Nutrient mismanagement by producers is not to blame for the pollution that plagues Chesapeake Bay, says Doug Beegle, professor of agronomy at Penn State University. Rather it is the economics of agriculture that have driven producers to specialize in raising livestock, import the majority of their feeds and spread manure on a limited land base.

Traditionally farmers raised a few animals, spread the manure on their own fields to fertilize the crops they grew and the system stayed in balance for centuries. Today, agriculture is concentrated, especially pork and poultry production with little land base. Dairies have grown too, but producers in the Susquehanna River watershed still grow most of their own feed so they have more acres on which to spread their manure.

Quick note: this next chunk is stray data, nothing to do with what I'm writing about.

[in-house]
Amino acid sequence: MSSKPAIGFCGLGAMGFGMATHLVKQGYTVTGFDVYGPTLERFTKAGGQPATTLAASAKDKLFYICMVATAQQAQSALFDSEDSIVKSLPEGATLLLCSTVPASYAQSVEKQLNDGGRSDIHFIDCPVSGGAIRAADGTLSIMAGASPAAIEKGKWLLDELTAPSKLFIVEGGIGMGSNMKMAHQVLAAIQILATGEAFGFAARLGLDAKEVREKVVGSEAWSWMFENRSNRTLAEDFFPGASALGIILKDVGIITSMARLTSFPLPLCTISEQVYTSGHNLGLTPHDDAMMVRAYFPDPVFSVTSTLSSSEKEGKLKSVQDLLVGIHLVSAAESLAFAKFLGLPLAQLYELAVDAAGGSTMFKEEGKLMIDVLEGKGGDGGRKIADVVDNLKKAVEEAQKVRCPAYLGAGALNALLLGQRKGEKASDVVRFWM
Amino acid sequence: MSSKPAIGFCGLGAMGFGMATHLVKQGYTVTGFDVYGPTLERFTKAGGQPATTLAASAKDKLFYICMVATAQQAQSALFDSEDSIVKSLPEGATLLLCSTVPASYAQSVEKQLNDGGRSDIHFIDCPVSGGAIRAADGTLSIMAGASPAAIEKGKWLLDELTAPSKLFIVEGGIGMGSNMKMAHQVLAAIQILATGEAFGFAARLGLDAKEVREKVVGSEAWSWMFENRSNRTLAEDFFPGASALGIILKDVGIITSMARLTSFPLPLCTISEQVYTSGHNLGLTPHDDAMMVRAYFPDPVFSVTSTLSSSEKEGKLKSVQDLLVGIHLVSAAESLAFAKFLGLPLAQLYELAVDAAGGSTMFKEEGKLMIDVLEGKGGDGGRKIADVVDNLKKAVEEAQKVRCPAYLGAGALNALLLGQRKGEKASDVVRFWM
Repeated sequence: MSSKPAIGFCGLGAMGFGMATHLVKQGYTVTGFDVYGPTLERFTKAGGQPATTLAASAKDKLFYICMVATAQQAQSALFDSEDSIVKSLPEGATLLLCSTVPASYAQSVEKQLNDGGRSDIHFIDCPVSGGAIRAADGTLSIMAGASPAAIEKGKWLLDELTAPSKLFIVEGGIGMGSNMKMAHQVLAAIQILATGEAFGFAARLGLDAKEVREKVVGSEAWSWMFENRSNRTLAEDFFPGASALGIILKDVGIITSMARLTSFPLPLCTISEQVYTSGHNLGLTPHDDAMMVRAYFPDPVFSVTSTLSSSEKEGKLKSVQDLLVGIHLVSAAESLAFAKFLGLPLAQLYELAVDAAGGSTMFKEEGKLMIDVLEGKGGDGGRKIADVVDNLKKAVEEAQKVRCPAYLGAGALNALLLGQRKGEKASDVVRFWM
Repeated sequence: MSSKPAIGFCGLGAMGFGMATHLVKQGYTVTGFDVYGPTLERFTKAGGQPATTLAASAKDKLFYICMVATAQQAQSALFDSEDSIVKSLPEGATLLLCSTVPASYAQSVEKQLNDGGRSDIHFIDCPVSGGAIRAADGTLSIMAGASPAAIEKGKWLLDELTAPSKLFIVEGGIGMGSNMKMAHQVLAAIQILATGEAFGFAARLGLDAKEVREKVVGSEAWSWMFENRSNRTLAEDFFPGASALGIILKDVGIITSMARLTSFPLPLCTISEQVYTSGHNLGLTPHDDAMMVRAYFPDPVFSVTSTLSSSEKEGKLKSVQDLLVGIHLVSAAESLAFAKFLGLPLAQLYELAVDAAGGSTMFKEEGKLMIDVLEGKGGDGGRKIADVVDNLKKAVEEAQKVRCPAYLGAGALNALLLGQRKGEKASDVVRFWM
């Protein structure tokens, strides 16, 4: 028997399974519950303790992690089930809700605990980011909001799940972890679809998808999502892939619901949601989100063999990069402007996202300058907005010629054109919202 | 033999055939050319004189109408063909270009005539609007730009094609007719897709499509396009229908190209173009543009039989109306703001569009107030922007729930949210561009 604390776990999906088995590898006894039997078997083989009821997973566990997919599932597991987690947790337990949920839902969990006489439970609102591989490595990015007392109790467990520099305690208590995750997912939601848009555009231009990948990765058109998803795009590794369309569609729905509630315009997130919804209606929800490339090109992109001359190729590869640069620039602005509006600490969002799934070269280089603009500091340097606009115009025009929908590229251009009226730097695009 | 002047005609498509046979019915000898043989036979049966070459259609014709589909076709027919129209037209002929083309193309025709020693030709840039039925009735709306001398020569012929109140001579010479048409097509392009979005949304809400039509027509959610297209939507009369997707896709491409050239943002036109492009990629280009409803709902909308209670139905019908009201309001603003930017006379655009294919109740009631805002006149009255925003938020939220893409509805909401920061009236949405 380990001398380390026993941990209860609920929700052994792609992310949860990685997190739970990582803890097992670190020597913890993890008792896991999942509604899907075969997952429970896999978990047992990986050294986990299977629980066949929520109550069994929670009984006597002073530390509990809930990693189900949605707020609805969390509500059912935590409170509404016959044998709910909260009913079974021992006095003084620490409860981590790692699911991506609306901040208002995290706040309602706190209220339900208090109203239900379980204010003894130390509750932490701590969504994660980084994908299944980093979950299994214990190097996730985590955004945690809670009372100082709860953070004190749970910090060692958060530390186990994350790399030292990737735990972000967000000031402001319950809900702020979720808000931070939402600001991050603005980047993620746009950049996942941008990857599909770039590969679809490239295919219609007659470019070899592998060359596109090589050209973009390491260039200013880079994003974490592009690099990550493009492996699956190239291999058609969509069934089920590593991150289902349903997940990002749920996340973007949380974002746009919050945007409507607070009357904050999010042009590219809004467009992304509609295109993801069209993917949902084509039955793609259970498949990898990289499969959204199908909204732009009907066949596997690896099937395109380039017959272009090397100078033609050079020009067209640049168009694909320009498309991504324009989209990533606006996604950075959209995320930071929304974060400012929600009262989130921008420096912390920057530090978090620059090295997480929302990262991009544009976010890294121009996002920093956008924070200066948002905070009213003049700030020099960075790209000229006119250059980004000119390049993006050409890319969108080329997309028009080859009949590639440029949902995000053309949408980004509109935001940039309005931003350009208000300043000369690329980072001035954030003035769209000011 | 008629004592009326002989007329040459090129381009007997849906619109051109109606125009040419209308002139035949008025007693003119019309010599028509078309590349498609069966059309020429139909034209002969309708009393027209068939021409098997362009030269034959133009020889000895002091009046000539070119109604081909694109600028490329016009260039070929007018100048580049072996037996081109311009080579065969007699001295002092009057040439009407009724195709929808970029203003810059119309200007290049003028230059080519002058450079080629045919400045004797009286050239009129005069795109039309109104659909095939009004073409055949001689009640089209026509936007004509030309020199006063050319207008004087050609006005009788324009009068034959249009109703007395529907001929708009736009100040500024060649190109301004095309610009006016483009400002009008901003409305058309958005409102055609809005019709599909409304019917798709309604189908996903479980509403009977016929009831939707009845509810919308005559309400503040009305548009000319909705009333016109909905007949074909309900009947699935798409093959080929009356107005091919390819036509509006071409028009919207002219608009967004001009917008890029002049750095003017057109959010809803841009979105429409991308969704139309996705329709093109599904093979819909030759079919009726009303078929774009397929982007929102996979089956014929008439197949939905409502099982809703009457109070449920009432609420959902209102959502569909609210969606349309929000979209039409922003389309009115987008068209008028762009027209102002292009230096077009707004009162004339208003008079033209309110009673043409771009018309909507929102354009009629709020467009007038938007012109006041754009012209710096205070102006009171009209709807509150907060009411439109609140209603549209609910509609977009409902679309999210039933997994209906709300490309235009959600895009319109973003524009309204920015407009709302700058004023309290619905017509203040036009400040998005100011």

The solutions are not simple. “We can’t solve this simply by going to farmers and asking them to change what they are doing on their farms because the problem is not usually caused by on-farm management practices,” explains Beegle. He offers three possible solutions: Develop better feeding programs to reduce the amount of nutrients excreted by animals, use economic incentives to encourage hauling manure outside of the watershed, or transferring manure to farms without livestock.

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Dairy Herd Management